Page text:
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Reviews » DVD Video Reviews » Red Dwarf: Series 4
Red Dwarf: Series 4
BBC Worldwide // Unrated // February 3, 2004
List Price: $34.98 [Buy now and save at Amazon]
Review by David Blair | posted April 7, 2004 | E-mail the Author
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Highly Recommended
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The Movie

For reviews of Red Dwarf Series 1-3, click below.

Red Dwarf - Series 1 Red Dwarf - Series 2 Red Dwarf - Series 3

Series 4

"Smoke me a kipper, Skipper. I'll be back for breakfast." - Ace Rimmer

Just when you thought things couldn't get any funnier then the first three seasons, along comes Series 4. Easily my favorite Red Dwarf DVD to date, Series 4 has it all; well-written episodes, witty dialogue, a fantastic special features package, and enough laughs to make a Polymorph fall down in hysterics. If you haven't seen Series 4 yet, pull up a chair and stock up on snacks because this DVD will keep you busy for hours when you consider the six episodes, six separate commentaries, and plethora of quality featurettes included. If you haven't got the hint yet, this is one awesome DVD package.

In general as a whole, each season of Red Dwarf gets progressively better until Series 7. But when you start to think about classic episodes, more than a couple from Series 4 spring to mind, such as DNA, Justice, and the ever-popular Dimension Jump. While not every episode from Series 4 is a home run, the ones that are make it one of the most beloved seasons ever made. Here's a breakdown of the episodes:

Camille: This episode starts off with the famous scene of Dave Lister (Craig Charles) attempting to teach Kryten (Robert Llewellyn) to break his programming. Or more simply, lie. This scene coins the infamous quote, "Smeee, heeee!" Trust me, it'll make sense when you see it. Kryten then answers a distress call from a crashed ship on an unstable planet and meets Camille, a 4000 series android like Kryten, only she's the Gti model complete with realistic toes and a slide-back sunroof head. Talk about a hottie. The two fall instantly in love, (or the robot equivalent) but she hides an important secret that could damage their dreams of living happily ever after.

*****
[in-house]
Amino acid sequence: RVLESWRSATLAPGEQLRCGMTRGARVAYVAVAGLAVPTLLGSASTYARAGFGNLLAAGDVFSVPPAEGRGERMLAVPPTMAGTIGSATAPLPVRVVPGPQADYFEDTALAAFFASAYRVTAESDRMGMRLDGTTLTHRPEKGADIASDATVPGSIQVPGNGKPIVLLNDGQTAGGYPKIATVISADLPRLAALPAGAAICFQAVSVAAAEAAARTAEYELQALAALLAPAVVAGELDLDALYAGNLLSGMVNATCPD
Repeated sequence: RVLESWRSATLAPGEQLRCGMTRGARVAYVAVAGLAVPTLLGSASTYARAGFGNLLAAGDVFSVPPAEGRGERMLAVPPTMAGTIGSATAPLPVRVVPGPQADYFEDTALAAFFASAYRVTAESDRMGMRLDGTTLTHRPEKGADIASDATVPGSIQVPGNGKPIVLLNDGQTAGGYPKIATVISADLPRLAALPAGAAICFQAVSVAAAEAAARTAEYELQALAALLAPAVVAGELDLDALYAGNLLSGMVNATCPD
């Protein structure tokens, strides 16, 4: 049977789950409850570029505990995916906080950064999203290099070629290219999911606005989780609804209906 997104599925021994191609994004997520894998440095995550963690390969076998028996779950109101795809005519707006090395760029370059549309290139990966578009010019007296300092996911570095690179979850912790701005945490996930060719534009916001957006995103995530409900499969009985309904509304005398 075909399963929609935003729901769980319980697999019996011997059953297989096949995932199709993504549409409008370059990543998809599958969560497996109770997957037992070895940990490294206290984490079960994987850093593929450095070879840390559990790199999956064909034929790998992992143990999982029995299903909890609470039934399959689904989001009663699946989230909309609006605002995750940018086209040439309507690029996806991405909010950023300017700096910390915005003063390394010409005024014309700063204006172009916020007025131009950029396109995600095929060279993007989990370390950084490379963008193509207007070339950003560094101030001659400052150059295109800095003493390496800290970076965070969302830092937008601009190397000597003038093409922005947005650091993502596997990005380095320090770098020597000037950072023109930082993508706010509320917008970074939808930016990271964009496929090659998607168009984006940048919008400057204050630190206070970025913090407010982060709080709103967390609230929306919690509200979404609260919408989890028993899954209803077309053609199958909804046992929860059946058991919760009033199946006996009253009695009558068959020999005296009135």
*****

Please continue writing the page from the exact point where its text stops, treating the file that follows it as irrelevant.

DNA: The crew locks onto a strange space ship, which when boarded looks nothing like a human vessel. Lister and the Cat stumble onto a device that can alter the genetic code of any living thing. Kryten unwittingly gets a biological body after an unsuspecting accident, therefore fulfilling his lifelong dream to become human. Although he soon realizes that being human isn't all it's cracked up to be. Heck, his eyes no longer have a zoom feature and his nipples don't work. Rimmer (Chris Barrie) attempts to create a body for himself out of an ancient dandruff flake, and Lister makes the ultimate sacrifice by altering his body to defeat the hideous curry monster.

Justice: The crew picks up an escape pod with an alleged female occupant. Amidst the guys excitement Kryten warns that the inhabitant of the pod may be something else entirely. So they head out for the penal colony Justice World to discover the truth. The colony is protected by the Justice Field, which makes committing a crime impossible because it inflicts the same crime upon the violator, thus breaking their will to violate the law. But as impressive as the facilities are, the crew soon finds out even the deepest of criminal secrets can come back to haunt them. In Justice World nothing escapes the mind probe, and one crewmember is in trouble.

White Hole: This episode marks the return of the Talkie Toaster. Kryten reassembles the toaster's badly beaten body to test a new technology called "intelligence compression," which substantially increases ones IQ at the expense of ones overall lifespan. They decide to try it on Holly to help her regain her original IQ of 6,000, only things don't go as planned and they soon find themselves floating aimlessly in space toward a White Hole. The lives of the Dwarfers and the well being of the ship rest upon the shoulders of one curry eating slob and his pool stick.